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10 Killer Steaks in Denver for $25 and Under

Exceptional cuts of beef that won't break the bank
June 8, 2015
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by Lori Midson

There are plenty of high-end steakhouses in Denver where you can drop a few Benjamins on serious slabs of beef, and there's a time and a place to do just that, but when you're on a budget and in search of a killer steak that won't break the bank, there are options for that too. Here are 10 truly notable steak preparations around Denver, including a strip at a big-name steakhouse, that won't make you sweat the prices. In fact, every steak on our list is $25 or under. Dig in.

Steak and Donuts from Euclid Hall

The $16 steak-and-donut plate at Euclid Hall, Jennifer Jasinski's Larimer Square gastropub, is a whimsical play on coffee and donuts. The otherwise savory donut, stuffed with celery root purée, is slightly sweetened from a light sprinkle of granulated sugar, and the prime grade tri-tip, sliced thick and pooled in a Deschutes Black Butte porter demi, is punctuated with strong coffee notes.

1317 14th St.; 303-595-4255

Steak Frites from Central Bistro and Bar

Chef Matt Selby's grilled shoulder tender, sliced and fanned, is matched with hand-cut golden frites, creamed spinach and beurre rouge, resulting in a rich and decadent steakhouse dinner that's a mere $23, a fraction of the Prada price tag you pay at those powerhouse shrines to steer.

1691 Central St.; 303-477-4582

Flat Iron Steak from Harman’s Eat and Drink

At this Cherry Creek hot spot, chef John Chad Little injects the seasons into just about everything he touches, and his grilled flat iron steak, ringing in at $25, is no exception. The scarlet-hued beef, sauced with red wine, is enriched with blue cheese butter and mingling with smoked potatoes, end-of-spring asparagus and fresh-from-the-earth oyster mushrooms.

2900 E. Second Ave.; 303-388-7428

Carne Asada from Adelitas

Rubbed with a slew of different seasonings, marinated to seal in the juices and requisitely charred, the excellent skirt steak ($14.95) at Adelitas is paired with a cheese enchilada draped with mole, rice, refried beans and a sphere of guacamole. It's a top seller that goes best with one of the joint's potent margaritas.

1294 S. Broadway; 303-778-1294

New York Sugar Steak from Bastien's

Bastien's, a super-retro steak house that's reminiscent of the Rat Pack days, satisfies old-school carnivores with its timeless sugar-crusted rib-eye, a 10-ounce brick of tender beef that's also behind the times when it comes to its price tag: just $24.95 — and that also includes soup or salad and a choice of potato.

3503 E. Colfax Ave.; 303-322-0363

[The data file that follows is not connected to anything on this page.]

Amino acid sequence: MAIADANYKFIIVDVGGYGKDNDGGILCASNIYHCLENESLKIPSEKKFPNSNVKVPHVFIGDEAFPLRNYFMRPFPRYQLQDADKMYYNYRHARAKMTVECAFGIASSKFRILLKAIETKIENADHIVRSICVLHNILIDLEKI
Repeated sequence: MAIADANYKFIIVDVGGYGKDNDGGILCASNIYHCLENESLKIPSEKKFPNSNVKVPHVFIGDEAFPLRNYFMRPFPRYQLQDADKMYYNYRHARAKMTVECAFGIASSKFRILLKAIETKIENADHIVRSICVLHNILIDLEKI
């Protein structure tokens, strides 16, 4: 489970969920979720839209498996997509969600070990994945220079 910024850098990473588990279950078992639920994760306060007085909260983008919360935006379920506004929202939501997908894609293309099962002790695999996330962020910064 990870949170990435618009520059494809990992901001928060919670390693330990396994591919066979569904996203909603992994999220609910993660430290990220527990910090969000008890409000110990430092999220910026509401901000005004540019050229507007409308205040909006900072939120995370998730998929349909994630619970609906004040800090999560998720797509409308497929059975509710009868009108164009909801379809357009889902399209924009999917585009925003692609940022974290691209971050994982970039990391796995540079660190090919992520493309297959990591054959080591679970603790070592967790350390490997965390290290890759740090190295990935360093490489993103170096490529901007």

Bistro Steak from To the Wind Bistro

This lovely restaurant overseen by Royce Oliveira and his wife, Leanne Adamson, is as tiny as they come, and the menu is equally compact, but the flavors are big and bold and the prices impossible to resist. To wit: the $20 bistro steak, garnet-hued mid-rare slices fanned across a stark white plate embellished with slices of English cucumber, a mound of quinoa and liberal shavings of Parmesan.

3333 E. Colfax Ave.; 303-316-3333

Baseball Cut Sirloin from Bull & Bush

The kitchen hits the bull's-eye with its $22 top sirloin, a 12-ounce baseball center cut that's salted, peppered and slicked with butter. It tastes of smoke and backyard barbecues, the way a steak should, and it's plated on a sizzling skillet with a loaded baked potato and roll; it also comes with a pub salad or cup of soup.

4700 Cherry Creek Dr. S.; 303-759-0092
 

Steak Frites from Bistro Vendome

If there's one dish that defines the French bistro, it's steak frites, and at Bistro Vendôme, the pairing of grilled meat and gold-tinged fries takes center stage. There are three preparations — béarnaise, au poivre and Roquefort with a sweet port reduction — all priced at $25, and they're all bolstered by a cone of the bistro's signature hand-cut frites dusted with salt, showered with herbs and drizzled with a champagne-vinegar-and-sugar glaze.

1420 Larimer St.; 303-825-3232

Strip Steak from Guard and Grace

You can easily splurge on an $88 prime grade porterhouse, or a $59 bone-in rib-eye at this superb temple to beef, but the four-ounce Black Angus strip steak is just $17, and while it's light in poundage, the beef is thick, beautifully marbled and packed with flavor. For an additional $8, elevate it with a liberal blot of foie gras butter, or forgo the butter and make it a full meal by pairing the steak with the au gratin potatoes ($8) served in a cast-iron skillet.

1801 California St.; 303-293-8500

Porterhouse from Columbine Steak House

A Denver institution, Columbine Steak House doesn't look like much from the exterior, and the interior is endearingly worn, but don't be fooled: the steaks at this working man's diner are judiciously salted and peppered, fatty in all the right places, dribbling with crimson juices and streaked with grill marks. The $16.95 porterhouse is the overall favorite, and, like all the steaks, it arrives with an iceberg lettuce salad, buttered Texas toast and a hefty baked potato with all the fixings.

300 Federal Blvd.; 303-936-9110

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